Side effects of RAI treatment
Usually, being temporarily radioactive is the only major side effect of RAI treatment. Drinking lots of water helps the RAI treatment pass out of your body faster and also reduces the bladder’s exposure to radiation.
Because the salivary glands may absorb some iodine, you might have a dry mouth as well as taste and smell changes for a few weeks after treatment. Some people will have ongoing problems with swelling and pain in their salivary glands. Ask your treatment team for medicines (e.g. paracetamol) to relieve swelling and pain. Other side effects, such as tiredness, are often caused by thyroid hormone withdrawal, but will improve when your thyroid hormone levels return to normal.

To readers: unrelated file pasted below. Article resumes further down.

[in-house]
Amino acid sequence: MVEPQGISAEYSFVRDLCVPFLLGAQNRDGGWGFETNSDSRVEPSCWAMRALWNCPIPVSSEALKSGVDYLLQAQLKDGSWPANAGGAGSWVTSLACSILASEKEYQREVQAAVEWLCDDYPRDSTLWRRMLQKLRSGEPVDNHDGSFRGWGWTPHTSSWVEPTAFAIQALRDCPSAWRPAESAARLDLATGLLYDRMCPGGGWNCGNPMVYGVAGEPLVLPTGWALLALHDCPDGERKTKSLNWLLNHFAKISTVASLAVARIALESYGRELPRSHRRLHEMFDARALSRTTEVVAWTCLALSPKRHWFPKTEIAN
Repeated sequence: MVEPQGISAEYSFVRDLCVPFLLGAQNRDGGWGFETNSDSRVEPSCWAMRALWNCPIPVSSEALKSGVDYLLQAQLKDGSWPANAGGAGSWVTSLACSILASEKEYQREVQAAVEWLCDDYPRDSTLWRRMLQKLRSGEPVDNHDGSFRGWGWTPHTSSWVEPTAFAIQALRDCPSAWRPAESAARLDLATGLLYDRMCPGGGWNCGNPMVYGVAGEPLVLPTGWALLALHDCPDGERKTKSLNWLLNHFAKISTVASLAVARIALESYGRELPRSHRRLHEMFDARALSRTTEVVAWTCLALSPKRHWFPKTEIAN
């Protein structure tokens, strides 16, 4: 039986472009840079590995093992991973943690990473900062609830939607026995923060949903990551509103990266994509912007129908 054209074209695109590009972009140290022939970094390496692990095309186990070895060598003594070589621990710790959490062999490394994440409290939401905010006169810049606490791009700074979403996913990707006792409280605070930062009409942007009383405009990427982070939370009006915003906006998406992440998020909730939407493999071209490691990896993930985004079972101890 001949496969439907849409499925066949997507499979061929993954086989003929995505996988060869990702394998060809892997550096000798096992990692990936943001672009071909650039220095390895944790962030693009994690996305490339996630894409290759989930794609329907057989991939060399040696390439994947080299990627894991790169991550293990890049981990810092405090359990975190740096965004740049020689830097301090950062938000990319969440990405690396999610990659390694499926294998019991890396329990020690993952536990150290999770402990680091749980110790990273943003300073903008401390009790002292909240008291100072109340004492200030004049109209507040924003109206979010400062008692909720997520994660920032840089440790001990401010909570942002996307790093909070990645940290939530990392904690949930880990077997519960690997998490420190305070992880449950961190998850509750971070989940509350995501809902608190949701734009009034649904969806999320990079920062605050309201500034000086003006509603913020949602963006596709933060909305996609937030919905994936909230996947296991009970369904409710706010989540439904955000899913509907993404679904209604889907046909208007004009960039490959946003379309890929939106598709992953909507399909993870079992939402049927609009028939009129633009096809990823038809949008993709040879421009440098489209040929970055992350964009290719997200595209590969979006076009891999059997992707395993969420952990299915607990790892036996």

A/Prof Diana Learoyd, Endocrinologist, Northern Cancer Institute, and Northern Clinical School, The University of Sydney, NSW; Dr Gabrielle Cehic, Nuclear Medicine Physician and Oncologist, South Australia Medical Imaging (SAMI), and Senior Staff Specialist, The Queen Elizabeth Hospital, SA; Dr Kiernan Hughes, Endocrinologist, Northern Endocrine and St Vincents Hospital, NSW; Yvonne King, 13 11 20 Consultant, Cancer Council NSW; Dr Christine Lai, Senior Consultant Surgeon, Breast and Endocrine Surgical Unit, The Queen Elizabeth Hospital, and Senior Lecturer, Discipline of Surgery, University of Adelaide, SA; A/Prof Nat Lenzo, Nuclear Physician and Specialist in Internal Medicine, Group Clinical Director, GenesisCare Theranostics, and The University of Western Australia, WA; Ilona Lillington, Clinical Nurse Consultant (Thyroid and Brachytherapy), Cancer Care Services, Royal Brisbane Women’s Hospital, QLD; Jonathan Park, Consumer.
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